When I was in college, my favorite English teacher talked to us about the idea of the soulmate. At one point she got personal and said that her soulmate was her best friend. It awakened me to the idea that soulmates don’t have to be your spouse. They could be your best friend or your sibling or some other random person you met on the street but whom you shared a deep and profound connection with.

I don’t know.

On my first year of teaching, I was assigned to co-moderate the grade school publication. I was a fish out of water; school publications were NOT my territory even though I considered myself a pretty decent writer. In any case, students in that club looked up to me as an “expert” and showed me their works for review and approval.

One of them, upon hearing that I used to read fanfiction, asked me to beta his work. I was shocked. He was a sixth grader who showed me–his teacher–a lemon. Truth be told I couldn’t comment on the greener aspects of his literature, but he had the makings of a potentially great writer. I told him so, and he kept writing. Now he has two? three? works legitimately published online (NOT Wattpad). And by legitimately I mean that he gets paid for every copy he sells.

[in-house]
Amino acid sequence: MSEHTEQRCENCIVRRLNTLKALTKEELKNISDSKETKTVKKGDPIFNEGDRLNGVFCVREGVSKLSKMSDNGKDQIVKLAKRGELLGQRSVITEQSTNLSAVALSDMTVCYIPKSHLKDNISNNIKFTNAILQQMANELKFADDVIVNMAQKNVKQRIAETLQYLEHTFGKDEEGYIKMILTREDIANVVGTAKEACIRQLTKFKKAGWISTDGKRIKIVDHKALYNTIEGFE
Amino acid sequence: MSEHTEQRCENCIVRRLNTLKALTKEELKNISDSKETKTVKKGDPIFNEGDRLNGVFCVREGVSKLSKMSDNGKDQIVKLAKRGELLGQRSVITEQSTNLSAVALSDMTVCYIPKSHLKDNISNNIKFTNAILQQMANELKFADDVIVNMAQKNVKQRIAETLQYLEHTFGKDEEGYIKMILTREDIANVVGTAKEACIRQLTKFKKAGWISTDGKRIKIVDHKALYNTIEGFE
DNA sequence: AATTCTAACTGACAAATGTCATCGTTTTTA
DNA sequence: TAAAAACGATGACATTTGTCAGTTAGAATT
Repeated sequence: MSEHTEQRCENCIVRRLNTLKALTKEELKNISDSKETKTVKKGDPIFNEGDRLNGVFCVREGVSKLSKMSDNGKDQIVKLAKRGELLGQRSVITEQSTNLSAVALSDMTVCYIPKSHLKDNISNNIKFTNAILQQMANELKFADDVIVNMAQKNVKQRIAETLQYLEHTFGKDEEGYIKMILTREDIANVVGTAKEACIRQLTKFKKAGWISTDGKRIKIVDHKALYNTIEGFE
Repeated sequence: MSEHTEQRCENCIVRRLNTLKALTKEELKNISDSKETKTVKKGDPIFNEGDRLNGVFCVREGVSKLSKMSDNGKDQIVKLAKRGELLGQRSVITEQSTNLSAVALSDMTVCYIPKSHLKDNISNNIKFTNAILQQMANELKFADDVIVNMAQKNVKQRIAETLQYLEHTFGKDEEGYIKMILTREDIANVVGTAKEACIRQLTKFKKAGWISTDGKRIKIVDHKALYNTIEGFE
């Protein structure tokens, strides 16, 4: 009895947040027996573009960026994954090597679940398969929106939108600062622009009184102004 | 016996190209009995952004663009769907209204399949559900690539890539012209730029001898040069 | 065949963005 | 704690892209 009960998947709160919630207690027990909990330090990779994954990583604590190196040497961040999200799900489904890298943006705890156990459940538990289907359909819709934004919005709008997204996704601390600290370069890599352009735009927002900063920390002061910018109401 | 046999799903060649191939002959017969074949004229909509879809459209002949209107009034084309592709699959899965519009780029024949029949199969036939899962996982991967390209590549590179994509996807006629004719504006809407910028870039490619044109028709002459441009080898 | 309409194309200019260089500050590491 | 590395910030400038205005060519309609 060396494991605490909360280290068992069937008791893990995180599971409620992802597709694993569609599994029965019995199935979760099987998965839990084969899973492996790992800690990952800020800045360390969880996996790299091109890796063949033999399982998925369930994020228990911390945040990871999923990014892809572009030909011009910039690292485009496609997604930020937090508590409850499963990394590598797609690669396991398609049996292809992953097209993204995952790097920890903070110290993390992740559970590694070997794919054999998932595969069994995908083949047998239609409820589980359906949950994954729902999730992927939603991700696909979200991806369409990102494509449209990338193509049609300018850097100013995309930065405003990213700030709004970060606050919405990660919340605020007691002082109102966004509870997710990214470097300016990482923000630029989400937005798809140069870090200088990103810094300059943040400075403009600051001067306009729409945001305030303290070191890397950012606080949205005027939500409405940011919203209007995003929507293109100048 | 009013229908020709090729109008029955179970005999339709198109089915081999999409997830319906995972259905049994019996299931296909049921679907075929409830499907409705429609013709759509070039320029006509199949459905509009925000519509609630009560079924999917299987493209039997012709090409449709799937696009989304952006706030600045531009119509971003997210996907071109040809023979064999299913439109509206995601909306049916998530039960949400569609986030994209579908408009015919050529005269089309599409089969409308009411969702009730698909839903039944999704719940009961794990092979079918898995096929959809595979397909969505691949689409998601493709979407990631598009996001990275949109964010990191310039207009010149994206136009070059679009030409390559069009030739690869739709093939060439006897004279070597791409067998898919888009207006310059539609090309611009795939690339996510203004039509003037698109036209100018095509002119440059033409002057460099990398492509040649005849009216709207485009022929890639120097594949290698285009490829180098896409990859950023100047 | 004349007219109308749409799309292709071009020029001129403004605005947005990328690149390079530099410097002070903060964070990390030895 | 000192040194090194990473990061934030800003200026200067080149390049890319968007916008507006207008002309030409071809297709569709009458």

That same student has, since that moment in his sixth grade life when I didn’t shoot him down for writing a lemon, called me his soulmate. I’ve since taken to calling him the same. We call each other sulmeyt, basically a bastardized spelling of the word.

While we were sulmeyts because we connected through literature, I think it’s safe to say that we neither considered each other our soulmate. That distinction has yet to be made, but right now I’m beginning to think I may have found mine.

But what exactly is a soulmate? Aristophanes, in Plato’s Symposium (read or download from here), tells the famous story of how humans initially had four arms and four legs and two sets of genitalia, but after the gods split them up humans got busy with looking for their “other half” because this other half will complete them. However, people nowadays say that soulmates don’t necessarily complete you; instead, soulmates make you better. They complement you instead of completing you because you yourself already are a complete being.

Until now the concept of a soulmate is hazy for me, so why do I say I may have found mine?

I don’t know.

It’s just a thought that won’t go away right now.


One thought on “Soulmate

  1. The idea of soulmates has always appealed to me. It explained – to me, at least – why I’m always looking to connect to certain people. Anyway, somewhere along the way I picked up on an idea – that a soulmate isn’t just one person. That as we journey through life, we encounter people (soulmates) who are meant to accompany us for a time, maybe until we find our feet again, or have learned from each other. Then we go on with our journey and encounter other soulmates. It’s an explanation that makes sense, when I look back at my life and realize I would have been much worse off today were it not for these people who somehow kept me up and going.


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